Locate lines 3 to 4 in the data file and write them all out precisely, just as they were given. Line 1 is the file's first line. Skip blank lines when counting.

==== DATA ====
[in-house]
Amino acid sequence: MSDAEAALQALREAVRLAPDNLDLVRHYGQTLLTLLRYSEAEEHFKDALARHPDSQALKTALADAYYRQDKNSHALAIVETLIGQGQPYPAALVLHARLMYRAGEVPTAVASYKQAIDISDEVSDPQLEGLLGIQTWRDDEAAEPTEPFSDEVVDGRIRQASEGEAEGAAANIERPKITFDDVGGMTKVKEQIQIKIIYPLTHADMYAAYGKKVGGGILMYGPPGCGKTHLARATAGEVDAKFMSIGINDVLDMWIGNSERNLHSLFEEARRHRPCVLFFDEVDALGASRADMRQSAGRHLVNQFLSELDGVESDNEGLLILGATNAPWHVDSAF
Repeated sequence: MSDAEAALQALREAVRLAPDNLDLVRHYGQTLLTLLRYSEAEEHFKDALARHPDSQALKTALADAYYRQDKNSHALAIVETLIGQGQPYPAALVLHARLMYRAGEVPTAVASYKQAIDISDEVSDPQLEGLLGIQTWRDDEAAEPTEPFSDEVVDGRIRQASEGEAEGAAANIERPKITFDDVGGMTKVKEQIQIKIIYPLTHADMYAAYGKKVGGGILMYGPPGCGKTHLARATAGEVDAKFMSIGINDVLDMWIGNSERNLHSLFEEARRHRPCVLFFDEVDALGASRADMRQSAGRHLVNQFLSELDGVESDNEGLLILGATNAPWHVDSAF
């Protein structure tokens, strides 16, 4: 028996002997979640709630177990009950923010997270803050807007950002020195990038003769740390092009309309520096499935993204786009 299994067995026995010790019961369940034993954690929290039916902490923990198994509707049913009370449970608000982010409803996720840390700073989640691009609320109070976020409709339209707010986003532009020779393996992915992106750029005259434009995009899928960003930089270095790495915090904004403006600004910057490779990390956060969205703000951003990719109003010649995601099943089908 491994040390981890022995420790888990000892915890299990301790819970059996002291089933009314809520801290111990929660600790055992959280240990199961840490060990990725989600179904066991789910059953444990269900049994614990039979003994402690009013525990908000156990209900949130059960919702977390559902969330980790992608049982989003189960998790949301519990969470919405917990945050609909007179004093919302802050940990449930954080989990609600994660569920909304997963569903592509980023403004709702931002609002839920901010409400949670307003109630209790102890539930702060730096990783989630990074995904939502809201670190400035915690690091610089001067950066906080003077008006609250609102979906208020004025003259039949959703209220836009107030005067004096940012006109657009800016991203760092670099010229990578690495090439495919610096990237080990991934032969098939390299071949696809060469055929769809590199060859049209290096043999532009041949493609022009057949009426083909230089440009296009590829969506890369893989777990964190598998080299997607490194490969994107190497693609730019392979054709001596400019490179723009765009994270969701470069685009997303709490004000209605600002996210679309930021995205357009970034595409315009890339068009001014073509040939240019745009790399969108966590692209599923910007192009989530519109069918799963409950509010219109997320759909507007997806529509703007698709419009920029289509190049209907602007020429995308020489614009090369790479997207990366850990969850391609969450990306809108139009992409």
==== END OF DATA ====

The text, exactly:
Repeated sequence: MSDAEAALQALREAVRLAPDNLDLVRHYGQTLLTLLRYSEAEEHFKDALARHPDSQALKTALADAYYRQDKNSHALAIVETLIGQGQPYPAALVLHARLMYRAGEVPTAVASYKQAIDISDEVSDPQLEGLLGIQTWRDDEAAEPTEPFSDEVVDGRIRQASEGEAEGAAANIERPKITFDDVGGMTKVKEQIQIKIIYPLTHADMYAAYGKKVGGGILMYGPPGCGKTHLARATAGEVDAKFMSIGINDVLDMWIGNSERNLHSLFEEARRHRPCVLFFDEVDALGASRADMRQSAGRHLVNQFLSELDGVESDNEGLLILGATNAPWHVDSAF
């Protein structure tokens, strides 16, 4: 028996002997979640709630177990009950923010997270803050807007950002020195990038003769740390092009309309520096499935993204786009 299994067995026995010790019961369940034993954690929290039916902490923990198994509707049913009370449970608000982010409803996720840390700073989640691009609320109070976020409709339209707010986003532009020779393996992915992106750029005259434009995009899928960003930089270095790495915090904004403006600004910057490779990390956060969205703000951003990719109003010649995601099943089908 491994040390981890022995420790888990000892915890299990301790819970059996002291089933009314809520801290111990929660600790055992959280240990199961840490060990990725989600179904066991789910059953444990269900049994614990039979003994402690009013525990908000156990209900949130059960919702977390559902969330980790992608049982989003189960998790949301519990969470919405917990945050609909007179004093919302802050940990449930954080989990609600994660569920909304997963569903592509980023403004709702931002609002839920901010409400949670307003109630209790102890539930702060730096990783989630990074995904939502809201670190400035915690690091610089001067950066906080003077008006609250609102979906208020004025003259039949959703209220836009107030005067004096940012006109657009800016991203760092670099010229990578690495090439495919610096990237080990991934032969098939390299071949696809060469055929769809590199060859049209290096043999532009041949493609022009057949009426083909230089440009296009590829969506890369893989777990964190598998080299997607490194490969994107190497693609730019392979054709001596400019490179723009765009994270969701470069685009997303709490004000209605600002996210679309930021995205357009970034595409315009890339068009001014073509040939240019745009790399969108966590692209599923910007192009989530519109069918799963409950509010219109997320759909507007997806529509703007698709419009920029289509190049209907602007020429995308020489614009090369790479997207990366850990969850391609969450990306809108139009992409």